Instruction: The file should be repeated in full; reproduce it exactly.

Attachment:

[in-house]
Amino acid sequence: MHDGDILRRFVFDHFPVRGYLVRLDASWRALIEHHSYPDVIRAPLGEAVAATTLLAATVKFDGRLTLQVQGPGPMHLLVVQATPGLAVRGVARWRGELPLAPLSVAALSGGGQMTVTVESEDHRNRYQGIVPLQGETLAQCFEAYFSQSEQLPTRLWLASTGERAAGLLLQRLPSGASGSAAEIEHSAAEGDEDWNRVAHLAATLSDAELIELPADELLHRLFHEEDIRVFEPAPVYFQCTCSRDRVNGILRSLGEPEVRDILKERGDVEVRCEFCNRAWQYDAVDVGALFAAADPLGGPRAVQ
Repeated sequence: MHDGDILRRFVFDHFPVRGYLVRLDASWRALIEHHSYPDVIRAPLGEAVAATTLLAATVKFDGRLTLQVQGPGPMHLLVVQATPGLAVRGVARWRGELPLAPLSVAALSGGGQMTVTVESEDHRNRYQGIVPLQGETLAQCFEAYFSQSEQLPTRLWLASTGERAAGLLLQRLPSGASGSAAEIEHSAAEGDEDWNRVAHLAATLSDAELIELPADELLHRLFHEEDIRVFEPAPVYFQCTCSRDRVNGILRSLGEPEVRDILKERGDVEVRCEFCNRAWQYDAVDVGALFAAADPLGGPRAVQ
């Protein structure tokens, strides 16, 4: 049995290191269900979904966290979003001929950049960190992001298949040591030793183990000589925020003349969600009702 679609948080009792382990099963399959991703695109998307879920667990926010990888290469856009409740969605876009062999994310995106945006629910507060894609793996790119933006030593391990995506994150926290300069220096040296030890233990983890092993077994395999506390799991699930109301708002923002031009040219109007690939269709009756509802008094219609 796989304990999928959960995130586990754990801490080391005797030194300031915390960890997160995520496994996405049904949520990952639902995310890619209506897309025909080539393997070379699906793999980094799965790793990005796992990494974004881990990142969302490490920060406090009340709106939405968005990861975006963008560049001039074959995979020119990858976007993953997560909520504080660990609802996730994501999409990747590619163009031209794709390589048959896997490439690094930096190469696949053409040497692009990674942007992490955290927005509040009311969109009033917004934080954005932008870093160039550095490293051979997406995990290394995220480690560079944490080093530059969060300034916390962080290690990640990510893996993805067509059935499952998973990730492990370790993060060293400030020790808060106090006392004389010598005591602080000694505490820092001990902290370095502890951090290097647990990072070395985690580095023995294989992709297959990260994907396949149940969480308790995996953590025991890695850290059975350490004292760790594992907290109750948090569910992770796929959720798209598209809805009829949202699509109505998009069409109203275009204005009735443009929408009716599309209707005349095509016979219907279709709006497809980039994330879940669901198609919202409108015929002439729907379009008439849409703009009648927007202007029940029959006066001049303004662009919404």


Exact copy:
[in-house]
Amino acid sequence: MHDGDILRRFVFDHFPVRGYLVRLDASWRALIEHHSYPDVIRAPLGEAVAATTLLAATVKFDGRLTLQVQGPGPMHLLVVQATPGLAVRGVARWRGELPLAPLSVAALSGGGQMTVTVESEDHRNRYQGIVPLQGETLAQCFEAYFSQSEQLPTRLWLASTGERAAGLLLQRLPSGASGSAAEIEHSAAEGDEDWNRVAHLAATLSDAELIELPADELLHRLFHEEDIRVFEPAPVYFQCTCSRDRVNGILRSLGEPEVRDILKERGDVEVRCEFCNRAWQYDAVDVGALFAAADPLGGPRAVQ
Repeated sequence: MHDGDILRRFVFDHFPVRGYLVRLDASWRALIEHHSYPDVIRAPLGEAVAATTLLAATVKFDGRLTLQVQGPGPMHLLVVQATPGLAVRGVARWRGELPLAPLSVAALSGGGQMTVTVESEDHRNRYQGIVPLQGETLAQCFEAYFSQSEQLPTRLWLASTGERAAGLLLQRLPSGASGSAAEIEHSAAEGDEDWNRVAHLAATLSDAELIELPADELLHRLFHEEDIRVFEPAPVYFQCTCSRDRVNGILRSLGEPEVRDILKERGDVEVRCEFCNRAWQYDAVDVGALFAAADPLGGPRAVQ
């Protein structure tokens, strides 16, 4: 049995290191269900979904966290979003001929950049960190992001298949040591030793183990000589925020003349969600009702 679609948080009792382990099963399959991703695109998307879920667990926010990888290469856009409740969605876009062999994310995106945006629910507060894609793996790119933006030593391990995506994150926290300069220096040296030890233990983890092993077994395999506390799991699930109301708002923002031009040219109007690939269709009756509802008094219609 796989304990999928959960995130586990754990801490080391005797030194300031915390960890997160995520496994996405049904949520990952639902995310890619209506897309025909080539393997070379699906793999980094799965790793990005796992990494974004881990990142969302490490920060406090009340709106939405968005990861975006963008560049001039074959995979020119990858976007993953997560909520504080660990609802996730994501999409990747590619163009031209794709390589048959896997490439690094930096190469696949053409040497692009990674942007992490955290927005509040009311969109009033917004934080954005932008870093160039550095490293051979997406995990290394995220480690560079944490080093530059969060300034916390962080290690990640990510893996993805067509059935499952998973990730492990370790993060060293400030020790808060106090006392004389010598005591602080000694505490820092001990902290370095502890951090290097647990990072070395985690580095023995294989992709297959990260994907396949149940969480308790995996953590025991890695850290059975350490004292760790594992907290109750948090569910992770796929959720798209598209809805009829949202699509109505998009069409109203275009204005009735443009929408009716599309209707005349095509016979219907279709709006497809980039994330879940669901198609919202409108015929002439729907379009008439849409703009009648927007202007029940029959006066001049303004662009919404």